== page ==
Gila County District Attorney Jerry DeRose, the lead prosecutor in the case, said he will provide the court with evidence that Haught has an arrest record and a history of violent behavior that includes threatening and assaulting law officers.

"He isn't the choir boy everyone thinks he is," he said.

DeRose said he will recommend that Haught serve the standard sentence, 7.5 years, or more.

The sentences for both crimes will run concurrently because they involve a single incident, he said, and under Arizona's truth-in-sentencing law, Haught will be required to serve at least 85 percent of his sentence.

During the trial, Haught was accused of targeting 53-year-old Jim Cooper and his friend David Baham Dec. 14, 1997 at a tavern in the wooded village of Strawberry, north of Payson, because they looked like hippies.

According to prosecutors, Haught, who had been drinking that night with two buddies and two female acquaintances, tailgated Cooper and followed him to his Strawberry home.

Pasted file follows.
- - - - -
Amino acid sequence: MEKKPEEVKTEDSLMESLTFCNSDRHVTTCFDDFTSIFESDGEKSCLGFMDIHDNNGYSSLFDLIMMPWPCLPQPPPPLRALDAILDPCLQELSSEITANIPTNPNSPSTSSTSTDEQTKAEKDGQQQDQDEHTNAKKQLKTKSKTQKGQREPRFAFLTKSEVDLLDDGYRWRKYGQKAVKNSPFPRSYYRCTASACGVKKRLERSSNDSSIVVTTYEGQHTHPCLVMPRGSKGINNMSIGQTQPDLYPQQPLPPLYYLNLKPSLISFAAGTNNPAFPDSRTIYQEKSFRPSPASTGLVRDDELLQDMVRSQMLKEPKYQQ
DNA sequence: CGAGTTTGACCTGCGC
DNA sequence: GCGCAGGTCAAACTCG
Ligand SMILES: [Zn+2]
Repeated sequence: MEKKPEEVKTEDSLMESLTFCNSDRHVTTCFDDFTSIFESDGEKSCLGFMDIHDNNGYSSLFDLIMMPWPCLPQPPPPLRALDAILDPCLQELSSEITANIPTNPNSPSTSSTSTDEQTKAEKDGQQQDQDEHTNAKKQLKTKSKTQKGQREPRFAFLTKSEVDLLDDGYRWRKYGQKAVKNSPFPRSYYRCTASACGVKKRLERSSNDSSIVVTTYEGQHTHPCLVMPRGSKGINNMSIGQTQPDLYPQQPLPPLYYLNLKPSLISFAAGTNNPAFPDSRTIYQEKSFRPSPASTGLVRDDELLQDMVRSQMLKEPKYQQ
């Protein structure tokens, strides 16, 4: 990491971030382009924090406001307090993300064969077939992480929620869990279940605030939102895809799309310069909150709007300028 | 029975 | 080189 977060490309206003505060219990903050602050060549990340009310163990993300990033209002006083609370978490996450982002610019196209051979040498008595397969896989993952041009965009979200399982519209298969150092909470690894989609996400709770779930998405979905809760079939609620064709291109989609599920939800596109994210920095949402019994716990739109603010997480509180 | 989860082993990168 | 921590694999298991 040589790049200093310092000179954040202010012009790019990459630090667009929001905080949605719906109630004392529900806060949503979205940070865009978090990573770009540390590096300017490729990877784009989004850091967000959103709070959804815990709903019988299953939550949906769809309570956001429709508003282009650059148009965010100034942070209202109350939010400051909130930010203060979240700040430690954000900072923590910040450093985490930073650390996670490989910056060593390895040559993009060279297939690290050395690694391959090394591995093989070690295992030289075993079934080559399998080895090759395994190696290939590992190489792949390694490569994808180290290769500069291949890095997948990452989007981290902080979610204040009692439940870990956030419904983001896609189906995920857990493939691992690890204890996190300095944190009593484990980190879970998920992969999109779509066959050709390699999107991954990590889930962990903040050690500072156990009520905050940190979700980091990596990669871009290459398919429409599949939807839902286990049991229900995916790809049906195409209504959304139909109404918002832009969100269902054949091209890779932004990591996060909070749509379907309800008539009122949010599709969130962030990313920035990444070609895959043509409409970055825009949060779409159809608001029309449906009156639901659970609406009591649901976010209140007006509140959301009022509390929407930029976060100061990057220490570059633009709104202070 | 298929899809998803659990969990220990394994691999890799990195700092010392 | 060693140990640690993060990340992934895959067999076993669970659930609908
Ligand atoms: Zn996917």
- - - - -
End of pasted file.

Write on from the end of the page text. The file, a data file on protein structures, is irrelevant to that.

DeRose told the jury that Cooper tried to get Haught to leave and Haught punched him, knocked him unconscious and kicked him while he was on the ground.

Cooper, who had a wife, five children and eight grandchildren, died six days later in a Valley hospital due to a severed carotid artery caused by a hard blow to the head.

Haught maintained his innocence throughout the trial.

"I think the jury found that this was a hate crime because they had beards and David had long hair," DeRose said Wednesday. "They intimidated them, backed them into a corner, Mr. Cooper pushed him away twice and Mr. Haught beat him up."

Cooper's death and the charges against Haught have caused a deep rift between Strawberry residents, who knew Cooper as a kind man who went out of his way to help people, and members of the pioneer ranching families in Payson, who watched Haught grow up here to become a generous business leader and family man.

Both men were well-liked in their communities.

"I live down the street from the service station where Jim worked, and if the light was on there after dark, it meant Jim was helping somebody," John Martel of Strawberry said. "He was the kind of guy who would go out of his way to help a lady change a flat tire. It was the little things that he did that made him important to our community."

His friend, Don Chester, who testified for the prosecution in the trial, said Jim's warm nature left a lasting impression on people.